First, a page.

City's interim appointee on his way out

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Traffic engineering is part of the public works director's job. - ERIK OGAN
  • Erik Ogan
  • Traffic engineering is part of the public works director's job.
After less than a year in the job, David Lethbridge is apparently leaving the city — or, at least, he's leaving his "interim" public works director job, for which he wasn't qualified in the first place.

The city is advertising to hire a public works director, for which applicants must be licensed engineers.

Lethbridge was hand-picked by Mayor Steve Bach in June 2013, even though he hadn't the degree for the job or the professional engineer license that was required.

We wrote about it and wrote about it.

Here's part of the job description:
The Public Works Director (PWD) is a highly responsible at-will executive position reporting to the Chief of Staff/Chief Administrative Officer with responsibilities for management of the public infrastructure within the city in accordance with federal and state regulations and City Code. The Public Works Department is staffed by 209 budgeted employees (FTEs) with a 2014 department budget of $108 million.

The PWD oversees City Engineering, Traffic Engineering, Streets Division, and Mountain Metro Transit. The PWD leads, develops, and administers the department’s operations, activities, and budget; provides oversight, management, and direction for the Public Works division managers and personnel; and oversees programs such as capital improvement, roadway maintenance, mapping and geographical information systems, asset management, design engineering and surveying, roads and transportation, and engineering development review. The PWD will establish the goals and objectives for the department; assure alignment of Public Works’ priorities with the City’s strategic and organizational goals; and carry out City policies and procedures and works collaboratively with other departments, agencies, contractors, land developers, and community partners to improve quality, maximize use of resources, and increase efficiencies.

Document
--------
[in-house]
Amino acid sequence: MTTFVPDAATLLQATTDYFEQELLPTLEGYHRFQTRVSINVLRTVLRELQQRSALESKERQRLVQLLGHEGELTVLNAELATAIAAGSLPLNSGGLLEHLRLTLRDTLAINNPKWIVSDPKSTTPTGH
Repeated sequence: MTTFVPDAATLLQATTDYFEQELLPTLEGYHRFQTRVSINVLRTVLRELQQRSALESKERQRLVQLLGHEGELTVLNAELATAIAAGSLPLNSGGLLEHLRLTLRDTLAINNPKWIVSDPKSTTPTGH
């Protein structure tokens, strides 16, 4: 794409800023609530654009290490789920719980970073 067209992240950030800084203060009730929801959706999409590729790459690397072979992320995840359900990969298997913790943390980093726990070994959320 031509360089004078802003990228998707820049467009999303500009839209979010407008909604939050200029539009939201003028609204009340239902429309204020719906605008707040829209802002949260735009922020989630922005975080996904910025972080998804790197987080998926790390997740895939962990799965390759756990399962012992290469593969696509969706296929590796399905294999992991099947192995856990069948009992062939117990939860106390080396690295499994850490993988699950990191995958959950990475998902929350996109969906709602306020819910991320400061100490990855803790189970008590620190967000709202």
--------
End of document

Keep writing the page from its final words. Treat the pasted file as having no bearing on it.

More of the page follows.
City Council wasn't happy about the interim appointment a year ago. Bach refused to allow Council confirmation of Lethbridge, because he was an interim appointee and, therefore, not subject to Council confirmation as required by the City Charter of department heads, Bach asserted.

Council then adopted an ordinance in January that allowed Council to "request that the mayor provide a plan to fill the vacancy."

But Bach vetoed the ordinance, which also empowered Council to move ahead with confirmation of an interim appointee after six months if a permanent appointee was not submitted for consideration.

In any event, last July, when the debate was under way about Council confirmation of interim department heads, assistant city attorney Tom Florczak told Council that because the charter, the city code and personnel policies manual are silent on the matter, one year is considered the limit for an interim appointment to serve.

So, now Bach has to find someone else.

The city's job post sets the pay range at $125,674 to $157,093; the top end is $10,000 more than Lethbridge makes now, and $22,000 more then his predecessor, Helen Migchelbrink, who was qualified.

If you're interested in this job, one of 13 posted on the city's site, move quickly. Applications close on June 3.

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